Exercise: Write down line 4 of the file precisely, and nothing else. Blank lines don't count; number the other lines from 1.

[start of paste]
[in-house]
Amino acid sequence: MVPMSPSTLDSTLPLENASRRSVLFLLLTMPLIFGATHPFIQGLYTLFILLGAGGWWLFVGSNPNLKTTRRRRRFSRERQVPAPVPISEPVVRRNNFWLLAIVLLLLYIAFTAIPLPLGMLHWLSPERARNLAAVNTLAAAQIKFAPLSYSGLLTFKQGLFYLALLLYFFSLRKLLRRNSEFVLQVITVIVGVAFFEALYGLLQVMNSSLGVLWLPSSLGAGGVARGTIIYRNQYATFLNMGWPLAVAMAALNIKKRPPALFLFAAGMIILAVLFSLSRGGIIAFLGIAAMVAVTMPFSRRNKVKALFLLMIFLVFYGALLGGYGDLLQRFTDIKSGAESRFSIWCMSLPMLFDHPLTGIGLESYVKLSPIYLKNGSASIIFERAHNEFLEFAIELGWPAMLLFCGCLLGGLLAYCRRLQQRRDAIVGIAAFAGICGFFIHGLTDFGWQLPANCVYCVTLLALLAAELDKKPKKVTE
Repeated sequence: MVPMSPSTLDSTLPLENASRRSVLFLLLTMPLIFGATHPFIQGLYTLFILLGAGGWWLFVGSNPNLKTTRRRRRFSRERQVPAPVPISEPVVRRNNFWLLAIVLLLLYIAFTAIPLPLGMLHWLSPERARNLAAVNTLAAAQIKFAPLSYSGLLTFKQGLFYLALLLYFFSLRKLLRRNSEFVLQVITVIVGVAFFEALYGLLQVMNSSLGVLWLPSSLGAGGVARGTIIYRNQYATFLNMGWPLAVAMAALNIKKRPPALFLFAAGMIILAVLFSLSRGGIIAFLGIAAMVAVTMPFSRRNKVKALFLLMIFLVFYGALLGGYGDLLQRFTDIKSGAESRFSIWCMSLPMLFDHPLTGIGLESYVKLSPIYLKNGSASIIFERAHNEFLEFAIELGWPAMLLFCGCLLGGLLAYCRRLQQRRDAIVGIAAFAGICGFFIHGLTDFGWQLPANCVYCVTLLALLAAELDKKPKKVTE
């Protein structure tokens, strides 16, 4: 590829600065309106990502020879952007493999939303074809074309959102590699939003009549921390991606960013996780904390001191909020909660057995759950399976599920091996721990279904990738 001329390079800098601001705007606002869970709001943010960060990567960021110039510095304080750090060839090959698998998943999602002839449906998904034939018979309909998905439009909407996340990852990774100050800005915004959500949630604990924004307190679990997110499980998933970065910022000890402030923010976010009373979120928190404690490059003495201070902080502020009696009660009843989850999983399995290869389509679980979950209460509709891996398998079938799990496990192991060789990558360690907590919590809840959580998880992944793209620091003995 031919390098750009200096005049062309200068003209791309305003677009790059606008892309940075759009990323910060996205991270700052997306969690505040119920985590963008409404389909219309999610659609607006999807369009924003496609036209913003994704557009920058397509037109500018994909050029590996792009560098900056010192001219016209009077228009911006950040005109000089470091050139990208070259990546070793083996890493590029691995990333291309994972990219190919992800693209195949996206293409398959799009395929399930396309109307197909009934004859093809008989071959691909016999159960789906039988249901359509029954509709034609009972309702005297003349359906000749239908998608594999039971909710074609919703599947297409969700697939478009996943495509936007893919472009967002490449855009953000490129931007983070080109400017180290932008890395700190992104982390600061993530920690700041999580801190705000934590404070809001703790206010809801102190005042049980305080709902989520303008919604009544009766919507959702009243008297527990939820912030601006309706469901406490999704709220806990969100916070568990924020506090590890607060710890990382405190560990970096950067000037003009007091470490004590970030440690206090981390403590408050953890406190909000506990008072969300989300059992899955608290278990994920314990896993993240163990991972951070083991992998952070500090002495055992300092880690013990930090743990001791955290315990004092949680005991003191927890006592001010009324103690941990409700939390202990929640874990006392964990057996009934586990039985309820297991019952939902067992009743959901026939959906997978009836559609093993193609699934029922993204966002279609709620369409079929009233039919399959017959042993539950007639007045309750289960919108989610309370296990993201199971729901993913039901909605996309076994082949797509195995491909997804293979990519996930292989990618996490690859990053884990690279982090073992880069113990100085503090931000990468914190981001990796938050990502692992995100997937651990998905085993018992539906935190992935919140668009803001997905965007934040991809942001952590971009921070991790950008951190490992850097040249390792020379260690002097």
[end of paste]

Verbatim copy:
């Protein structure tokens, strides 16, 4: 590829600065309106990502020879952007493999939303074809074309959102590699939003009549921390991606960013996780904390001191909020909660057995759950399976599920091996721990279904990738 001329390079800098601001705007606002869970709001943010960060990567960021110039510095304080750090060839090959698998998943999602002839449906998904034939018979309909998905439009909407996340990852990774100050800005915004959500949630604990924004307190679990997110499980998933970065910022000890402030923010976010009373979120928190404690490059003495201070902080502020009696009660009843989850999983399995290869389509679980979950209460509709891996398998079938799990496990192991060789990558360690907590919590809840959580998880992944793209620091003995 031919390098750009200096005049062309200068003209791309305003677009790059606008892309940075759009990323910060996205991270700052997306969690505040119920985590963008409404389909219309999610659609607006999807369009924003496609036209913003994704557009920058397509037109500018994909050029590996792009560098900056010192001219016209009077228009911006950040005109000089470091050139990208070259990546070793083996890493590029691995990333291309994972990219190919992800693209195949996206293409398959799009395929399930396309109307197909009934004859093809008989071959691909016999159960789906039988249901359509029954509709034609009972309702005297003349359906000749239908998608594999039971909710074609919703599947297409969700697939478009996943495509936007893919472009967002490449855009953000490129931007983070080109400017180290932008890395700190992104982390600061993530920690700041999580801190705000934590404070809001703790206010809801102190005042049980305080709902989520303008919604009544009766919507959702009243008297527990939820912030601006309706469901406490999704709220806990969100916070568990924020506090590890607060710890990382405190560990970096950067000037003009007091470490004590970030440690206090981390403590408050953890406190909000506990008072969300989300059992899955608290278990994920314990896993993240163990991972951070083991992998952070500090002495055992300092880690013990930090743990001791955290315990004092949680005991003191927890006592001010009324103690941990409700939390202990929640874990006392964990057996009934586990039985309820297991019952939902067992009743959901026939959906997978009836559609093993193609699934029922993204966002279609709620369409079929009233039919399959017959042993539950007639007045309750289960919108989610309370296990993201199971729901993913039901909605996309076994082949797509195995491909997804293979990519996930292989990618996490690859990053884990690279982090073992880069113990100085503090931000990468914190981001990796938050990502692992995100997937651990998905085993018992539906935190992935919140668009803001997905965007934040991809942001952590971009921070991790950008951190490992850097040249390792020379260690002097």